<wingo>though, if we did make udev look for rules in the system profile that would be another way of fixing udev :)
<mark_weaver>for that matter, I'd be thrilled if someone looked more at my 'wip-network-manager' branch and got it working :)
<wingo>probably won't be me in the near future :) getting married next w/e, whee
<mark_weaver>wingo: it's very tempting isn't it? the one reservation I have is this: I want to be able to install packages without worrying that they might do something dumb. basically, I don't want adding a package to 'packages' to run any code unless I ask for it.
<mark_weaver>wingo: oooh! congratulations! :)
<wingo>as regards udev, dbus, etc and the profile... i dunno :( gives more control to person building the os-config.scm but we could check for implications on udev etc using tools
<wingo>i.e. you could add a post-pass or something that verifies that only a certain set of packages install udev rules, system dbus services, pam things, or the like
<wingo>but that's not great either
<mark_weaver>yeah, I thought of that too, but I'm not sure it would end up any nicer or simpler than doing it another way.
<wingo>%desktop-services is a pretty crappy compromise
<wingo>and i don't even use it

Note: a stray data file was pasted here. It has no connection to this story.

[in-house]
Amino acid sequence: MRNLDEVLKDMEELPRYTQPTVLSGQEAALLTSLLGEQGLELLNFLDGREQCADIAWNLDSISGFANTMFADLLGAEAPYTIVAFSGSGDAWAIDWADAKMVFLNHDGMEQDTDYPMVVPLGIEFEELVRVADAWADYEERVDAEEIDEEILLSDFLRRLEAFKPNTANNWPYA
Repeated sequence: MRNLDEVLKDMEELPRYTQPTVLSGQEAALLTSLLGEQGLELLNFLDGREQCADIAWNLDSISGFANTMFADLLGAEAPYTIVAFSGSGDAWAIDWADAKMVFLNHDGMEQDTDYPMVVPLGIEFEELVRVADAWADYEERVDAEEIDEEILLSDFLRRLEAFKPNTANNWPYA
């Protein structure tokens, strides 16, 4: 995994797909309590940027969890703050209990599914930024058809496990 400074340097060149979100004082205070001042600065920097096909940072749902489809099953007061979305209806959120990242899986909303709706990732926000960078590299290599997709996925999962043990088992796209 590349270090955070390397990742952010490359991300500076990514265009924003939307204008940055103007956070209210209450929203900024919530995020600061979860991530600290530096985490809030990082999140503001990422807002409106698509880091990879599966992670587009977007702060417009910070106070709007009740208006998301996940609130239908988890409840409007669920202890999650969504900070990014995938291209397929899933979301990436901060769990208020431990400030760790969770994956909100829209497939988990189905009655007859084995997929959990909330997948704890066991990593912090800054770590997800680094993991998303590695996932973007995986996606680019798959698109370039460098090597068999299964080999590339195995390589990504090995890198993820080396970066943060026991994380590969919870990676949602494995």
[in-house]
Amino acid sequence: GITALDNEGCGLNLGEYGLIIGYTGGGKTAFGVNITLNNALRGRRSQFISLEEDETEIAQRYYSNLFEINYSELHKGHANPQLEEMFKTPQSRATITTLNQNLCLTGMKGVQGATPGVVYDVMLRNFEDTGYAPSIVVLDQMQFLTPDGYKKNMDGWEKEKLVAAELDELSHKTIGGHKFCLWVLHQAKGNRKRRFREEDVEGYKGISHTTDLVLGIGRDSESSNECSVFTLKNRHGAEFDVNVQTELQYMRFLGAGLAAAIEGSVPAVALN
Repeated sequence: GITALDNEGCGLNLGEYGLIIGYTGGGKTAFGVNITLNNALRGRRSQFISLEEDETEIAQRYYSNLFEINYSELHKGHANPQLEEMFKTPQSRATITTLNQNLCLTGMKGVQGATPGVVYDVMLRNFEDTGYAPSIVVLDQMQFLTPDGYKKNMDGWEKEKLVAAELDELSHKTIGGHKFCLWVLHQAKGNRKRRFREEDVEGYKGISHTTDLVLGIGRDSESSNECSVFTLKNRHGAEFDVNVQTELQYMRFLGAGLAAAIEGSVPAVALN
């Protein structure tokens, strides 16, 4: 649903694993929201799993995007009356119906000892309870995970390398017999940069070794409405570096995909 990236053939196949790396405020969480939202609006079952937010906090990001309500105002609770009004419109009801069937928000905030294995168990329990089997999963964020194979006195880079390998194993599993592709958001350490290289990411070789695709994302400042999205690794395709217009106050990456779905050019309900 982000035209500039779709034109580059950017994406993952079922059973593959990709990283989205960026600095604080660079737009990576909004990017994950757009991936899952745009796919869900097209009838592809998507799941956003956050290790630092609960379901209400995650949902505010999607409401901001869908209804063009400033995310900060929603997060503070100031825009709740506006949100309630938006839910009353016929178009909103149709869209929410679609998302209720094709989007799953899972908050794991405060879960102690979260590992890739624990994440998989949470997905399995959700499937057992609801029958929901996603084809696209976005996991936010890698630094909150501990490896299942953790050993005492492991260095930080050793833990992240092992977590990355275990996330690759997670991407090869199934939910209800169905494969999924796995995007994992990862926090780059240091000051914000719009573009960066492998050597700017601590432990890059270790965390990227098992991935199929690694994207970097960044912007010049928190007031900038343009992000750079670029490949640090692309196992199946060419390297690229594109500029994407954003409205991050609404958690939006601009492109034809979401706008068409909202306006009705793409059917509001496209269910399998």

<mark_weaver>well, I certainly agree that we need a better solution :)
<mark_weaver>I don't use it either. I don't even use %base-services.
<wingo>me neither
<mark_weaver>but I can imagine better approaches.
<davexunit>wingo: congrats!
<wingo>so here's what i would want. by default udev-service looks at the packages installed in your profile and also some base set of packages. you can override and specify the full set of packages manually.
<wingo>same for dbus, etc.
<civodul>wingo: ooh next week-end, pressure increases! ;-)
<mark_weaver>e.g. changing %base-services and %desktop-services into procedures, and provide some way for services to advertise themselves to other services, e.g. elogind should be able to tell 'udev' and 'dbus': "hey, please add me to your list"
<wingo>civodul: :) things are all done, madame la procureur has signed off on the thing ;)
<mark_weaver>wingo: how about 'udev-service' looks at your other services, instead of the full set of packages?